Studies of Greater Flamingos. ITALIAN SCHOOL (17TH CENTURY)
ITALIAN SCHOOL (17TH CENTURY)
Studies of Greater Flamingos
Watercolor over pen and black ink on paper
Annotations: Roftrum serratum & lingua dentata Phoenicopteri prona et supina
Paper size: 12 5/8 x 17 1/8 in.
Frame size: 26 1/4in. x 30 5/8 in.
Provenance: Cassiano dal Pozzo, by descent to Cosimo Antonio dal Pozzo; Pope Clement XI;
Cardinal Alessandro Albani; King George III; Mendelson, London; James R. Herbert Boone;
Sotheby’s (New York), 16 September 1988, lot 160; W. Graham Arader III.
Literature: This work appears in a catalogue raisonné by Henrietta McBurney and Carlo
Violani: The Paper Museum of Cassiano dal Pozzo: A Catalogue Raisonne. Part Four - Birds.
ITALIAN PAINTERS OF THE CASSIANO DAL POZZO (1588-1657) COLLECTION
The Medici influence in the arts and sciences continued well into the seventeenth century. Fellow Florentine Cassiano dal Pozzo established an exemplar for the next generation of Italian intellectual elite by forming one of the most ambitious projects in the history of art collecting.
The principal scholars, antiquaries, scientists and collectors in Europe admired Cassiano dal Pozzo above all for the extraordinarily important collection he began to assemble in the mid-1600s, the so-called Museo Cartaceo, or Paper Museum. This “museum” was to consist of drawings and prints of many relics of antiquity, and also of geological specimens, plants and animals from all over the world. It was to be open for study to artists and scholars. Cassiano had connections to the very wealthy and influential Florentine family: the Medici.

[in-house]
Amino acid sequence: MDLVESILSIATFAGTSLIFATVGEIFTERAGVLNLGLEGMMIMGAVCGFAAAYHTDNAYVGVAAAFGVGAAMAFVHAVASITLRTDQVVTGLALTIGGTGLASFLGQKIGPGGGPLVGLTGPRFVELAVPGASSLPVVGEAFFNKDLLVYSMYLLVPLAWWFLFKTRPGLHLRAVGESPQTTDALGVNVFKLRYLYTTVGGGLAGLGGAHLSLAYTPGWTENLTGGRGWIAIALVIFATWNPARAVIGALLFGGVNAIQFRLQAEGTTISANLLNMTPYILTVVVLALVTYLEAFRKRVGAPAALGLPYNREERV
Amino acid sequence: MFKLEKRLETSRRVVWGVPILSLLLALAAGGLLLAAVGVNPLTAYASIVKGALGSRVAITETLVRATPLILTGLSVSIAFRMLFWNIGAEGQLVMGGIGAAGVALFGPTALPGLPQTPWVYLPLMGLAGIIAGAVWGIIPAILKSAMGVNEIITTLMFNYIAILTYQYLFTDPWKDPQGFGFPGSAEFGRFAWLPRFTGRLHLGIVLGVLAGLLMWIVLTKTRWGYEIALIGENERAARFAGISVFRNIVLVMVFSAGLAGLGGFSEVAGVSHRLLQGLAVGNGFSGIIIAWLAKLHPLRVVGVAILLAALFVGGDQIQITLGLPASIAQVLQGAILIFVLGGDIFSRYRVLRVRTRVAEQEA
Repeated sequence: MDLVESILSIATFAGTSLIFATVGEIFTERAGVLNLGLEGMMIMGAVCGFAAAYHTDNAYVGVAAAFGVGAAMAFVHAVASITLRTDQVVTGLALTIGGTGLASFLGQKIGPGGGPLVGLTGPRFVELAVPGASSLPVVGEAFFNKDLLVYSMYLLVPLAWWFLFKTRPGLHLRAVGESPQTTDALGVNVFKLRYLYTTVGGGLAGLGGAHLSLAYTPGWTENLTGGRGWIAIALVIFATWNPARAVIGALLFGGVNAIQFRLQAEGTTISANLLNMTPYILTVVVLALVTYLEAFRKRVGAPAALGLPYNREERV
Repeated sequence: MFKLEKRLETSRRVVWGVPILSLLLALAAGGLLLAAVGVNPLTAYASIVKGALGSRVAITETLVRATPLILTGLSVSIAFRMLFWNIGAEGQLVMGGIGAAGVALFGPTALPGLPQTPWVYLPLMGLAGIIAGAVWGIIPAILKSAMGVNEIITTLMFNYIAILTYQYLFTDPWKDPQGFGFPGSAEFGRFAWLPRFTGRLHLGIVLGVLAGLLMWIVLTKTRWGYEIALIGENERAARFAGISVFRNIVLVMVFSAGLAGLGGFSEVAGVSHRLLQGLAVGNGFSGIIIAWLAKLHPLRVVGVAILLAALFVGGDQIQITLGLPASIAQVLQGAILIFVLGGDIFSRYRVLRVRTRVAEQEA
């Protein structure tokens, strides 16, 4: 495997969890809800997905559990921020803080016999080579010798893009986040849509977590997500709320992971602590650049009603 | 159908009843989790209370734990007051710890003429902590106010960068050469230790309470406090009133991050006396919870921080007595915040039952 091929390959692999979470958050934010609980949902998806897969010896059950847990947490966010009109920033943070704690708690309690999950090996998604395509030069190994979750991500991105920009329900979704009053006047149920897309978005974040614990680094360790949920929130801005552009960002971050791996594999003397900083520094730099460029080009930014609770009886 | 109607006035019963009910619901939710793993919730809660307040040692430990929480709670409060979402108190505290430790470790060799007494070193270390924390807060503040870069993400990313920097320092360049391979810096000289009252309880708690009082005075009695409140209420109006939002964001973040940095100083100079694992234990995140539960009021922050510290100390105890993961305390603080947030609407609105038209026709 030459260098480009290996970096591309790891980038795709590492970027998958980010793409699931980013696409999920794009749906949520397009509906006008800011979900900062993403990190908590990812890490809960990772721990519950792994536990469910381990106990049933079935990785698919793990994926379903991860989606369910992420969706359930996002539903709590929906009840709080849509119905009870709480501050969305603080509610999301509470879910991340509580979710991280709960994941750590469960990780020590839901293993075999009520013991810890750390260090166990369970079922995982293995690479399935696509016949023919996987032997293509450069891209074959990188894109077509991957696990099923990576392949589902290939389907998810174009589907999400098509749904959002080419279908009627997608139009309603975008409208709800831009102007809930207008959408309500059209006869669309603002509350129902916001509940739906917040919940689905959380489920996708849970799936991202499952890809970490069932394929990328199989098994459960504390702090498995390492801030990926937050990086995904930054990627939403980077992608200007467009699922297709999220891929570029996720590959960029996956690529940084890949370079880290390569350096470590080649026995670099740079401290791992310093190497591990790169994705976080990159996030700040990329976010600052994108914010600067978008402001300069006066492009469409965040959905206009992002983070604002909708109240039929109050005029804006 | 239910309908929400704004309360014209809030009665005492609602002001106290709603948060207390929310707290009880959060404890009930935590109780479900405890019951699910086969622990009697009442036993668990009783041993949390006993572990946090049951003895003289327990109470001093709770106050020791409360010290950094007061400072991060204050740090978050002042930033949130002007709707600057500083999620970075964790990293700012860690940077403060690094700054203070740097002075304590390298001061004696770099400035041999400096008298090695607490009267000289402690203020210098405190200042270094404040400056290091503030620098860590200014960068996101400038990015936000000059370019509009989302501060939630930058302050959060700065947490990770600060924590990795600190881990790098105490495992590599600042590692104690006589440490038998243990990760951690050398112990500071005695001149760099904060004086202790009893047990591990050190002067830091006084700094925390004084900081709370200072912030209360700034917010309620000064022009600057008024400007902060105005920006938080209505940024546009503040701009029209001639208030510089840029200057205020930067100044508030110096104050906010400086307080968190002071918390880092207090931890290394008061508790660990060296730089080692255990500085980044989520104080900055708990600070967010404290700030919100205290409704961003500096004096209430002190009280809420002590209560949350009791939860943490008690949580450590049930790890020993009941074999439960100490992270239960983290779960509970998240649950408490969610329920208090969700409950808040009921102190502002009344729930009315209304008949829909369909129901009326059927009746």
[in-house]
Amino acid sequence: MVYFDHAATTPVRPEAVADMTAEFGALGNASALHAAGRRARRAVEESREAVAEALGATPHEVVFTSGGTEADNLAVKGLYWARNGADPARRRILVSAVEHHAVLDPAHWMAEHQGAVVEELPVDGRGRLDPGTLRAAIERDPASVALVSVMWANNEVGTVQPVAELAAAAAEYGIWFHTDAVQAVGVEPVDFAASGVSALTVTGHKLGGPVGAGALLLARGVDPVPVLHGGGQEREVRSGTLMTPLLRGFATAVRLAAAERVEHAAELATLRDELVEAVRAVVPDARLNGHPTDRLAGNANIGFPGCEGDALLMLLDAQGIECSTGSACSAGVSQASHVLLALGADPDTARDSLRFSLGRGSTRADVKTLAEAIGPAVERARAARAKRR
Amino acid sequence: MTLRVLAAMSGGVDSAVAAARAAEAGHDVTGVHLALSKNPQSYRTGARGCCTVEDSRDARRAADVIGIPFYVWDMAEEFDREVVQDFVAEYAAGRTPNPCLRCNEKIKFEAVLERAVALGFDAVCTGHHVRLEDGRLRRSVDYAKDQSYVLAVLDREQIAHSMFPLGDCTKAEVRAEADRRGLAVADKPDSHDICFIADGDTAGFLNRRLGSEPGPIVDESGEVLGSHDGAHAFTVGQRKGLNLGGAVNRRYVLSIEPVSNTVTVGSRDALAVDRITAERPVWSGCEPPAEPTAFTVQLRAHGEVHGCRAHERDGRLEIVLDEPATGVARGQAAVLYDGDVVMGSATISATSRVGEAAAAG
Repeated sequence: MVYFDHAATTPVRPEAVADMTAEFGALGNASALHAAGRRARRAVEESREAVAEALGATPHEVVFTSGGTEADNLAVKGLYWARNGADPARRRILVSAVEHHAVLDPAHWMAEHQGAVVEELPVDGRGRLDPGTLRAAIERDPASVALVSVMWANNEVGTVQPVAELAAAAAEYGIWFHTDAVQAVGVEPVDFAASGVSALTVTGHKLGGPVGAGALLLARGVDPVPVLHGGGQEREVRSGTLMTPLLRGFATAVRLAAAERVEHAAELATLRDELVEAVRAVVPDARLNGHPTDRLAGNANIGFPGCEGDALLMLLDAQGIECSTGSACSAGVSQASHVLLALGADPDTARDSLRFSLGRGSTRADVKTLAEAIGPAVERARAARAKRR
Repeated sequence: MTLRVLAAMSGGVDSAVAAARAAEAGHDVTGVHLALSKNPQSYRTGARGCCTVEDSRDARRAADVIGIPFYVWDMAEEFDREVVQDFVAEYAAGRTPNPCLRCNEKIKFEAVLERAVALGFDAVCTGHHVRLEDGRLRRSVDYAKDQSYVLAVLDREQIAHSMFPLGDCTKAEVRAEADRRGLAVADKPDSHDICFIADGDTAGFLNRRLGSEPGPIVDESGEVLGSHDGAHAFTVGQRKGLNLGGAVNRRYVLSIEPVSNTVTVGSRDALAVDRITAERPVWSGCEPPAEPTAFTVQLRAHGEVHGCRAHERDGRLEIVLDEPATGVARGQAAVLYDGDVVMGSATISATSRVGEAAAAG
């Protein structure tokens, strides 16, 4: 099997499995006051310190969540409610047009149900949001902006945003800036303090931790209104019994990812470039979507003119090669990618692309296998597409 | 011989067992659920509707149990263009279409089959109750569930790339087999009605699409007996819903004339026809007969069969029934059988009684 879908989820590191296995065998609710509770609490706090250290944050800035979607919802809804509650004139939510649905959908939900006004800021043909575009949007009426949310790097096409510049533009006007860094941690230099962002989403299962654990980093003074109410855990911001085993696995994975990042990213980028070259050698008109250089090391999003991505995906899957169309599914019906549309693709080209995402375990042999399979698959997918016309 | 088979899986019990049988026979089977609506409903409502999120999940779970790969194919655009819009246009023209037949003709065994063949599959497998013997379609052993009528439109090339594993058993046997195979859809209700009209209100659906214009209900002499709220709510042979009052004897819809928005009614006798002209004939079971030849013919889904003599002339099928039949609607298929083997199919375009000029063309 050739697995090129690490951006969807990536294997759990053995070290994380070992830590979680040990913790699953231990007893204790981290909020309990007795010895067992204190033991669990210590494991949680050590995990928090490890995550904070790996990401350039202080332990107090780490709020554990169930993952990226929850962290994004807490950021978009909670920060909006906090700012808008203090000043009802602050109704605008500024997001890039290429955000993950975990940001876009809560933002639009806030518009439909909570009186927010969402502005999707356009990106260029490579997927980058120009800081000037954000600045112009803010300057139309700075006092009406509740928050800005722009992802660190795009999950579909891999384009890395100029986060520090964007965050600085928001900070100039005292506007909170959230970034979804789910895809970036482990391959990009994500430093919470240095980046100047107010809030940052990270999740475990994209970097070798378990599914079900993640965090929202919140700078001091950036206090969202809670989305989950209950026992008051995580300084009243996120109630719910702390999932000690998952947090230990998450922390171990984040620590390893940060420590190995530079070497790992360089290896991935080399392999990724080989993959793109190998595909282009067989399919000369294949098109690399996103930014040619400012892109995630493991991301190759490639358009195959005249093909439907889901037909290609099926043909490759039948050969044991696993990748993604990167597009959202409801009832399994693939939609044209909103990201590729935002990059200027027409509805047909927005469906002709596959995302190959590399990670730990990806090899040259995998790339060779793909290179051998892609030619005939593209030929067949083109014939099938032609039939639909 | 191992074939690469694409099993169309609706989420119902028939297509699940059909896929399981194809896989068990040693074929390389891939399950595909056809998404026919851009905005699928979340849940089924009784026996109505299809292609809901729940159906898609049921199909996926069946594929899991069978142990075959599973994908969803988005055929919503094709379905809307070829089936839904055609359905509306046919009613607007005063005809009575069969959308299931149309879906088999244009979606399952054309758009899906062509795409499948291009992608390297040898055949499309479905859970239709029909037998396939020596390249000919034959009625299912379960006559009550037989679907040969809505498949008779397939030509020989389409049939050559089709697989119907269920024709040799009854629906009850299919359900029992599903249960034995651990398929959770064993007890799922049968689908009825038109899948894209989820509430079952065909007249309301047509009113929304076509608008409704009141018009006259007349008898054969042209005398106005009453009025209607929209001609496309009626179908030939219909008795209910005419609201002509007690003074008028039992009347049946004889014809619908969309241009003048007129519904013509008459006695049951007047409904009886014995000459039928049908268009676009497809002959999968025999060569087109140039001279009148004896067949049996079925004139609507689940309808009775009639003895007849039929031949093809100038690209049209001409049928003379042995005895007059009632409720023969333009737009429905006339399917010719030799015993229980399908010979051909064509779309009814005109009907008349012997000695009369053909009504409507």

Cassiano maintained connections with important patrons and friends, like the Medici family, who helped make their collections of bird specimens available for painterly use. Moreover, in 1603 he was admitted to Federico Cesi’s Accademia dei Lincei, a scientific society of which Galileo was also a member. This must have given special impetus to dal Pozzo’s collection of natural history drawings of which many of the bird studies were destined for reproduction in G. P. Olina’s L’Uccelliera, published in 1622. Because of the renown of Cassiano’s collection, much of it, including these watercolors, were later acquired by the English Royal Family.